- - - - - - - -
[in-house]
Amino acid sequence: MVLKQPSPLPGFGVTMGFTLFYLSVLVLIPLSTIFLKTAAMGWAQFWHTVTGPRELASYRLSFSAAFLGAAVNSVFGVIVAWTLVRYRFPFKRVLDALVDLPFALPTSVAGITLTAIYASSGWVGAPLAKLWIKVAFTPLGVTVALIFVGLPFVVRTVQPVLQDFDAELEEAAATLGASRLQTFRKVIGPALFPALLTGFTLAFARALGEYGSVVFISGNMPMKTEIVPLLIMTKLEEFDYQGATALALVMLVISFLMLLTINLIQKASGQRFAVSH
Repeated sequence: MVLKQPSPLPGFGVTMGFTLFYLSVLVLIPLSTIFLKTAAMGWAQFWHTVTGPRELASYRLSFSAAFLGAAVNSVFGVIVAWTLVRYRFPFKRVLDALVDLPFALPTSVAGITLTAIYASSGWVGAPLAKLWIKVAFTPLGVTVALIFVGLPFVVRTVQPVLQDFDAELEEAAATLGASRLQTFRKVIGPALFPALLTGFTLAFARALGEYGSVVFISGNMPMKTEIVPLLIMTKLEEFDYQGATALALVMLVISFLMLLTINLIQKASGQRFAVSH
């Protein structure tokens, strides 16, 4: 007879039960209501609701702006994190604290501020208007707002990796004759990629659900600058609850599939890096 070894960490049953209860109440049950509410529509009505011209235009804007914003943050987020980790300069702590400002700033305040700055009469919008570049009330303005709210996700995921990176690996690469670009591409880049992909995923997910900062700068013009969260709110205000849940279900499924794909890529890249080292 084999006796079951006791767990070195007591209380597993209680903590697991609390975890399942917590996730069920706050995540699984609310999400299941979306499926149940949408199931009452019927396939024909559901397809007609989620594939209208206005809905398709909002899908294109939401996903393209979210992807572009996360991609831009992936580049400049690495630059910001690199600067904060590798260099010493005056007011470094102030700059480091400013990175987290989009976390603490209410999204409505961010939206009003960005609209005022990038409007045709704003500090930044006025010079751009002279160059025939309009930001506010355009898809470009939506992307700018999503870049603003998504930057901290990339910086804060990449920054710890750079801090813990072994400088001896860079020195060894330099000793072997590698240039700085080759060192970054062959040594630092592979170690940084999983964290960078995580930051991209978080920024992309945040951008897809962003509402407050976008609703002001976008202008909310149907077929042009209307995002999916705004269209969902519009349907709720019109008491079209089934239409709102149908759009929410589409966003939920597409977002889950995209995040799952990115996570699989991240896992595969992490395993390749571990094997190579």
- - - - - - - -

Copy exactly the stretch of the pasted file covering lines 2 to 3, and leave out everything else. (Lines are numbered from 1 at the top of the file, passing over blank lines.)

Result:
Amino acid sequence: MVLKQPSPLPGFGVTMGFTLFYLSVLVLIPLSTIFLKTAAMGWAQFWHTVTGPRELASYRLSFSAAFLGAAVNSVFGVIVAWTLVRYRFPFKRVLDALVDLPFALPTSVAGITLTAIYASSGWVGAPLAKLWIKVAFTPLGVTVALIFVGLPFVVRTVQPVLQDFDAELEEAAATLGASRLQTFRKVIGPALFPALLTGFTLAFARALGEYGSVVFISGNMPMKTEIVPLLIMTKLEEFDYQGATALALVMLVISFLMLLTINLIQKASGQRFAVSH
Repeated sequence: MVLKQPSPLPGFGVTMGFTLFYLSVLVLIPLSTIFLKTAAMGWAQFWHTVTGPRELASYRLSFSAAFLGAAVNSVFGVIVAWTLVRYRFPFKRVLDALVDLPFALPTSVAGITLTAIYASSGWVGAPLAKLWIKVAFTPLGVTVALIFVGLPFVVRTVQPVLQDFDAELEEAAATLGASRLQTFRKVIGPALFPALLTGFTLAFARALGEYGSVVFISGNMPMKTEIVPLLIMTKLEEFDYQGATALALVMLVISFLMLLTINLIQKASGQRFAVSH